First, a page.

• if one part is missing, the whole product / system stands still (e.g. a plane)
• while service levels look at the number of missed orders and assume that customers then go and get the part somewhere else, the backorder-level looks at the number of days a system has to be put on hold until the business can supply the requested part. So customers “stay waiting” until they get their order.

Marginal Allocation Algorithm

If one has to stock several parts, which parts to stock and how many of each part for a given budget to minimize expected backorders

• $h(S)$ = expected backorder level
• $c_i$ = cost for part i
1.  Set $S_i = 0 \forall i=1,...,N$
2.  Compute marginal utility/cost change per part (i.e. one more of each => increase in costs)
-   $m_i = \frac{h_i(S_i)-h_i(S_i+1)}{c_i} \forall i$
3.  Kick those out whose cost would go over budget
4. select $max\{m_i\}\forall i \in N$
5. Increase chosen max utility increasing $S_i$ by 1
6. if $\sum c_iS_i \leq b$ and not all kicked out jump to (3) else END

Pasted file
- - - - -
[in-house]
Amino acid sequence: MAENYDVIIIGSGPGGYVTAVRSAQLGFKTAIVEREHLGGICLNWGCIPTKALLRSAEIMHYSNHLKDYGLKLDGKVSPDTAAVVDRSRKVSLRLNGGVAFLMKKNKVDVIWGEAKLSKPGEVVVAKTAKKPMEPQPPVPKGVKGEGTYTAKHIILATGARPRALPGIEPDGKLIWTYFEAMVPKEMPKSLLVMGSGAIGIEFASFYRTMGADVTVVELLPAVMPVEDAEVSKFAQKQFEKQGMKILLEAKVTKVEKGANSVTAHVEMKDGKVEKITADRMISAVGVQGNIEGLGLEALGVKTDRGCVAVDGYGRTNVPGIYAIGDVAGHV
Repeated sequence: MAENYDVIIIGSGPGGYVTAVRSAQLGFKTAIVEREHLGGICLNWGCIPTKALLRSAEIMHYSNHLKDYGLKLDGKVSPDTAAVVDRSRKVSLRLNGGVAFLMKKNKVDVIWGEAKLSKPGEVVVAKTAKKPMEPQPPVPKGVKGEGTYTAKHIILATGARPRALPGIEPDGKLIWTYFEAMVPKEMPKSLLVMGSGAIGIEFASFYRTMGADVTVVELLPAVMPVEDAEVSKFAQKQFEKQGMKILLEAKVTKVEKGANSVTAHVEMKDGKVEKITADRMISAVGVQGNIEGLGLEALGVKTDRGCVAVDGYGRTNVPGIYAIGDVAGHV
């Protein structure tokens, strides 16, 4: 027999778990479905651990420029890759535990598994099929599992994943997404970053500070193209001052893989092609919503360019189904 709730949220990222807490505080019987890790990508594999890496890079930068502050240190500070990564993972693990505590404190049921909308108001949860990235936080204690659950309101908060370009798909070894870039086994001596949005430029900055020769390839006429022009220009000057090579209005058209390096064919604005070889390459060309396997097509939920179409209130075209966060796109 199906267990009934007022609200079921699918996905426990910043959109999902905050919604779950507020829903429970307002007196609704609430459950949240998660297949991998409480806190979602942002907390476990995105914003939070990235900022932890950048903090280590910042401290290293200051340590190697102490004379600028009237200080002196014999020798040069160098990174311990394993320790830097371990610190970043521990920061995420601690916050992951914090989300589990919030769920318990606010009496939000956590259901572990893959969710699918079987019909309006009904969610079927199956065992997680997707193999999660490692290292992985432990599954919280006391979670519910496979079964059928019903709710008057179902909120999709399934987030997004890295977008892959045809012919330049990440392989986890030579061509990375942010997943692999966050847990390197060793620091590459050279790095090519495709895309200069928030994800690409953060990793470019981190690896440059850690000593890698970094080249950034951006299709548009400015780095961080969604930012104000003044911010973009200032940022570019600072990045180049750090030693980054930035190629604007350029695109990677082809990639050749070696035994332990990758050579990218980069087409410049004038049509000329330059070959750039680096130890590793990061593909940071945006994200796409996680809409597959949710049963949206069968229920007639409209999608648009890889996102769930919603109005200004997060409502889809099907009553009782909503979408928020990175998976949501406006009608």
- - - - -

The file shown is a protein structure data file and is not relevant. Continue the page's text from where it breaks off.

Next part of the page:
METRICs of cost analysis

• dependencies between parts (systems approach)
• Dependencies between echelons (expected delay at upper echelons because of backordering)

Strategic Safety Stock Placement in Multi-Echelon SC Networks

A big problem with a multi-tier production network is the large amount of decision variables that interact with each other and are interdependent, leading to a large and complex multidimensional problem with many constraints. One tries to find an optimal solution for the stock levels at each depot and the central warehouse to minimize overall costs while maintaining a certain service level.

Serial structures

The overall idea is that each preceding stage has a promised service time. Stage j also promises its service time $S_j$ and while doing so tries to minimize its inventory

variable description
$I_j(t)$ Inventory level at end of period t
$B_j$ Base-stock level of stage j
$d_j(a, b)$ Demand of periods $d_j(a)$ + … + $d_j(b)$
$S_{j-1}$ Inbound guaranteed service time
$S_j$ outbound guaranteed service time
$T_j$ Processing time of stage j

Observations:

• $\downarrow S_{j-1} \implies \downarrow B_j$
• $\uparrow d_j(a,b) \implies \uparrow B_j$
• $\uparrow T_j \implies \uparrow S_j$

Arbitrary structures

• Use of dynamic programming to solve complex systems

Supply Chain Management Case Studies

TODO

HP

Current situation

• All production in one factory
• both standard steps and customization in globally delivering factory